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The latest portfolio update from the Future Fund confirmed that the average annual return on its investments has been 7.7 percent since it was established in May 2006.
Former Treasurer Peter Costello, who is the Chair of the Future Fund Board of Guardians, judged this return to be good to the point where he claimed that it was successful in “exceeding the return objective”.
That is an expansive claim.
In the media release – that included details of the fund return up to June 30, 2016 – there was a table that showed the 7.7 percent annual return that Costello referred to. It also noted that the ‘target return’ or objective for the Future Fund since inception was 6.9 per cent, which no doubt leads Costello to his conclusion that the 7.7 percent was larger and had exceeded the objective.
Alas, that target return for the Future Fund in its own media release is misleading. According to the Future Fund Act 2006, the investment objective or target return is at “least the rate of inflation (measured by the change in the CPI) plus 4.5 to 5.5 percent”.
This return was designed to be achieved “over the long term” which is prudent and sensible given the inherent short-term volatility and variability in many market values.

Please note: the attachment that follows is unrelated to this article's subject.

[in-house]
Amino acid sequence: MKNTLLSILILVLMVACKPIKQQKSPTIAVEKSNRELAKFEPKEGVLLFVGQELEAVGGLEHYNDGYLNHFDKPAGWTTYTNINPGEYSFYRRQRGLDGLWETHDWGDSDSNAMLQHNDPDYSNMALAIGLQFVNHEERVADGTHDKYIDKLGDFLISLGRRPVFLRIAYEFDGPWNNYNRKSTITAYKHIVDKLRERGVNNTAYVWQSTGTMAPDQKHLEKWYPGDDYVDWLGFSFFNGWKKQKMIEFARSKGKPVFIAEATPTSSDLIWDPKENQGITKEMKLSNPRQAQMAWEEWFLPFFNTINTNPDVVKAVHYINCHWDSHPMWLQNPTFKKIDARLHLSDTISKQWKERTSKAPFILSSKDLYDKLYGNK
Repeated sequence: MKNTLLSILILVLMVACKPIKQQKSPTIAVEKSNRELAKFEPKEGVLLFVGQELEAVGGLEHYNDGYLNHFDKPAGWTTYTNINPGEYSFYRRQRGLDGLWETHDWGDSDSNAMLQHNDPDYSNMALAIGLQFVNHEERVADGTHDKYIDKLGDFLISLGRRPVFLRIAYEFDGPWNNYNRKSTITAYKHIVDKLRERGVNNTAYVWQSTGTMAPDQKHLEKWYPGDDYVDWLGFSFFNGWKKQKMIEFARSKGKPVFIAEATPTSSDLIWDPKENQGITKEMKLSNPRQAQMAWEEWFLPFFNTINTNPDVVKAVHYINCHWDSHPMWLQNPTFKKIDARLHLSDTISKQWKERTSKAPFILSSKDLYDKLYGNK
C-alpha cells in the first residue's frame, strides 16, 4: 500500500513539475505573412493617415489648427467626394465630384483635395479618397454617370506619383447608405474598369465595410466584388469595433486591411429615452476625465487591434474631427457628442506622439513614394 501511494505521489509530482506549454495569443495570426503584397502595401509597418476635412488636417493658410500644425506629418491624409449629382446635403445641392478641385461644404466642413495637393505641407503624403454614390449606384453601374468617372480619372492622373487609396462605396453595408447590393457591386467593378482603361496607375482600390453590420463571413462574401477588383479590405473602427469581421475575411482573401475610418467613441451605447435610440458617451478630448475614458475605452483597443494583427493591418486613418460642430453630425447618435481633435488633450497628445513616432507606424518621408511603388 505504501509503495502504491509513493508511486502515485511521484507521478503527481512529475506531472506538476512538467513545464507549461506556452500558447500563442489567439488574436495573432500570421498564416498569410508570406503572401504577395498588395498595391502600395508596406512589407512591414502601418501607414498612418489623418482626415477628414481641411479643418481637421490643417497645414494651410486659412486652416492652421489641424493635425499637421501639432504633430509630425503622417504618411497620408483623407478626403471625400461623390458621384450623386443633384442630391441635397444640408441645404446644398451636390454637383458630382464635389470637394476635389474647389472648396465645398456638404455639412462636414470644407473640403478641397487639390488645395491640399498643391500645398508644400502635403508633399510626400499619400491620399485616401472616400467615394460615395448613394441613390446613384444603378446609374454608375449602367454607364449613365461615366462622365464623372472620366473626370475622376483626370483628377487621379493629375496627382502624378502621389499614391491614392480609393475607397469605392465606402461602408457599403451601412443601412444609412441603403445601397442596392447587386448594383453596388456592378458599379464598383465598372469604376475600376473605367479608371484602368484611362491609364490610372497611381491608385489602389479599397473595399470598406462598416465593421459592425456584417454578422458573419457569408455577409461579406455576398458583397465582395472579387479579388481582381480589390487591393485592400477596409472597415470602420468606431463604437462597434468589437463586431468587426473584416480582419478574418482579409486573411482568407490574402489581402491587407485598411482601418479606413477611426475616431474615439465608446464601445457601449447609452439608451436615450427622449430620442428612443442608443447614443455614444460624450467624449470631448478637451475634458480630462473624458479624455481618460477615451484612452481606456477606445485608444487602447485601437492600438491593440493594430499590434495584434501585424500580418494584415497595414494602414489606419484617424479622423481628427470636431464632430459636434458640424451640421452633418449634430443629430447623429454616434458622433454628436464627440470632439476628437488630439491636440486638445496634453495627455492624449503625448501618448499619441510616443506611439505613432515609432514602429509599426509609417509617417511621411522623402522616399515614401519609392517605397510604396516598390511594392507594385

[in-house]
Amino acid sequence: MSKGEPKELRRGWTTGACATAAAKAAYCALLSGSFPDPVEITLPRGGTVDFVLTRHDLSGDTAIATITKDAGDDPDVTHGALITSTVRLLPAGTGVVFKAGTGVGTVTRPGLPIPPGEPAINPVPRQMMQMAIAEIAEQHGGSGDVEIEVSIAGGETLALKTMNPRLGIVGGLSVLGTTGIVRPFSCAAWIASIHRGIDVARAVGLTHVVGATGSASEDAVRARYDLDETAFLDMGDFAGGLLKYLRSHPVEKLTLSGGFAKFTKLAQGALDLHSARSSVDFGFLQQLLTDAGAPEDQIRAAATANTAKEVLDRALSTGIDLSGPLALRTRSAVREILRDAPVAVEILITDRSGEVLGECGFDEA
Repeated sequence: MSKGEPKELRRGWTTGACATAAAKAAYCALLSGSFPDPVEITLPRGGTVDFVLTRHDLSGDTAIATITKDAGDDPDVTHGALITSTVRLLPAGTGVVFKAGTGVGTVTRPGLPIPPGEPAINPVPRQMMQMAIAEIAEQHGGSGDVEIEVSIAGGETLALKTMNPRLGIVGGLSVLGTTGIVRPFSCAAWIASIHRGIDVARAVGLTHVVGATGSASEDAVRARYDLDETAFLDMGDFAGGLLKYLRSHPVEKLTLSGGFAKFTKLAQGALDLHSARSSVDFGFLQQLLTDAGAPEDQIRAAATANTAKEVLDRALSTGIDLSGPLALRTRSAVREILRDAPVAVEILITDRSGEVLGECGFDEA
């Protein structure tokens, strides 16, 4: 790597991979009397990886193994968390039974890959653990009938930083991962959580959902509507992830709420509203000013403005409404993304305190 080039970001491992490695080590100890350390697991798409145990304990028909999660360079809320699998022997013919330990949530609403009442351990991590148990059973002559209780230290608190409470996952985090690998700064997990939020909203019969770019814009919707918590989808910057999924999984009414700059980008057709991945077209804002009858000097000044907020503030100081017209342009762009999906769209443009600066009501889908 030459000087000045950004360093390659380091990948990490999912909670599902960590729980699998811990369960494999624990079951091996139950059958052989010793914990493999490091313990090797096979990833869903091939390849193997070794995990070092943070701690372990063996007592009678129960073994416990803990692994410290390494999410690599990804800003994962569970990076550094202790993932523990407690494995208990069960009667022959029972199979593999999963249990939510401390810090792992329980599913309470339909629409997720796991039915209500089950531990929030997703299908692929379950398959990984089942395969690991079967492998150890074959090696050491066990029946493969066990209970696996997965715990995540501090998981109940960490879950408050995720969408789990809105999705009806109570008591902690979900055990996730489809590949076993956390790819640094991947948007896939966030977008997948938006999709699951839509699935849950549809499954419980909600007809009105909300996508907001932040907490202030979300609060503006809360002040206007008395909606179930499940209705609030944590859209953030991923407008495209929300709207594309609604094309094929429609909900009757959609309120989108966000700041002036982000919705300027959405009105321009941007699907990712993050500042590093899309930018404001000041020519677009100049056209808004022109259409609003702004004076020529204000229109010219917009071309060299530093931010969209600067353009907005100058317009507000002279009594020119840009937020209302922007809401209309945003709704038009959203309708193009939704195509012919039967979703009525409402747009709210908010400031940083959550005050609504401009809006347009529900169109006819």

The real reason young Aussies are struggling to get on the property ladder
I thought kids stopped screaming and being blindingly selfish when they turned 3 or maybe 4. I was wrong. It could be that 30 is the new 3.
Having witnessed, first hand, some of the froth and bubble surrounding the issue of consumption patterns of millennials, that they prefer spending money on lattes and smashed avocado on toast rather than a dwelling, there is an irrational, self centered discussion that blames anyone and everyone for their inability to get into the housing market.
If Twitter and some of media articles are anything to go by, a bevvy of millennials have explicitly expressed their overwhelming desire to spend their money on avocado, ubers, the latest phones and travel rather than saving to buy a house. I have noted, ad nauseam, that this is fair enough – it’s their money, spending it whichever way floats your boat is a fundamental tenet of economics. It is all part of that basic choice we all have about where we wish to spend our money.
Rather than leaving it there, the millennial group then unrelentingly complain about their perceived in ability to tap into the housing market. This is incongruous given they have just said they are no longer looking to buy a house. Why would anyone care about the price of a Brett Whitely painting, for example, when you aren’t looking to buy one? But the millennials are vocal about their insistence of unapologetically wanting to spend their money on lattes, pulled pork and a mascarpone pancake stack whilst still moaning about their inability to buy a house.
It’s this juxtaposition that leaves me wondering what the fuss is about.